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Anglican approaches to the theory of evolution were set by Lux Mundi (1883), a collection of essays edited by Bishop Charles Gore. Its contributors presented evolution as an intelligible account of the way God works creatively and continually within natural and historical process. Lux Mundi provided a helpful corrective to deism. The Episcopal theologian William Porcher DuBose (1836-1918) also viewed the theory of evolution sympathetically in his book High Priesthood and Sacrifice (1908), in which he considered atonement with God to be the ultimate evolution of humanity. See DuBose, William Porcher; see Gore, Charles.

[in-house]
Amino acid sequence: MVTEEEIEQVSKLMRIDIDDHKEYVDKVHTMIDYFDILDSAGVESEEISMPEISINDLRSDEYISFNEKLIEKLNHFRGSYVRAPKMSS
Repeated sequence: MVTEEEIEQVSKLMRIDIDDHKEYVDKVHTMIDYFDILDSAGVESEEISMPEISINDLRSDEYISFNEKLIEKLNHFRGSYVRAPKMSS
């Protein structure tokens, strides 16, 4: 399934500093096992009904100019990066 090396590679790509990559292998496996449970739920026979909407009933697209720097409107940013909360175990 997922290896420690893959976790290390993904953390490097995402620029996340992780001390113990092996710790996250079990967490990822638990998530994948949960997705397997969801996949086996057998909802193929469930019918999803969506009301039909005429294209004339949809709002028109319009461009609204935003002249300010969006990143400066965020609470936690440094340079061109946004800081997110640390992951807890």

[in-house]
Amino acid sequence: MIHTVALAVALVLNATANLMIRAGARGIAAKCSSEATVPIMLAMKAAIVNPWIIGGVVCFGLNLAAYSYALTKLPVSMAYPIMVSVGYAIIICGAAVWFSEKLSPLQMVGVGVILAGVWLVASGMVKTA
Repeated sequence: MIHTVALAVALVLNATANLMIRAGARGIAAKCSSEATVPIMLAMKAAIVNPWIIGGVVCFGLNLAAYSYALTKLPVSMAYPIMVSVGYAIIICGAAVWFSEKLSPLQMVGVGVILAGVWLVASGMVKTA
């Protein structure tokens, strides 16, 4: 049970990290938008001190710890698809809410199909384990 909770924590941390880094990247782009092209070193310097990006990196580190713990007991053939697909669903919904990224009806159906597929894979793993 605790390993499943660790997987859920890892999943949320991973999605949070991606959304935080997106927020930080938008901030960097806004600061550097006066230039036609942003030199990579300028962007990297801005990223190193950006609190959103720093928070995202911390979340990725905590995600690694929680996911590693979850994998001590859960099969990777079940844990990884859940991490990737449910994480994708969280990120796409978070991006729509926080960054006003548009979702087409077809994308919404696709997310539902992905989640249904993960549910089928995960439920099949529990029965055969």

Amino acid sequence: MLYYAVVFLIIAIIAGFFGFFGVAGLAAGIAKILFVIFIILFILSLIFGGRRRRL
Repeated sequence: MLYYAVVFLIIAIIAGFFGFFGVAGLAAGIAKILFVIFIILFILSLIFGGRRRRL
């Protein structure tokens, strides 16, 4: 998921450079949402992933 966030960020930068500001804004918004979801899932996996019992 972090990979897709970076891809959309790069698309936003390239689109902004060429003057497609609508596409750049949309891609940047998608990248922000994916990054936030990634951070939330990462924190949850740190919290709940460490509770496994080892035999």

Glossary definitions provided courtesy of Church Publishing Incorporated, New York, NY,(All Rights reserved) from "An Episcopal Dictionary of the Church, A User Friendly Reference for Episcopalians," Don S. Armentrout and Robert Boak Slocum, editors.
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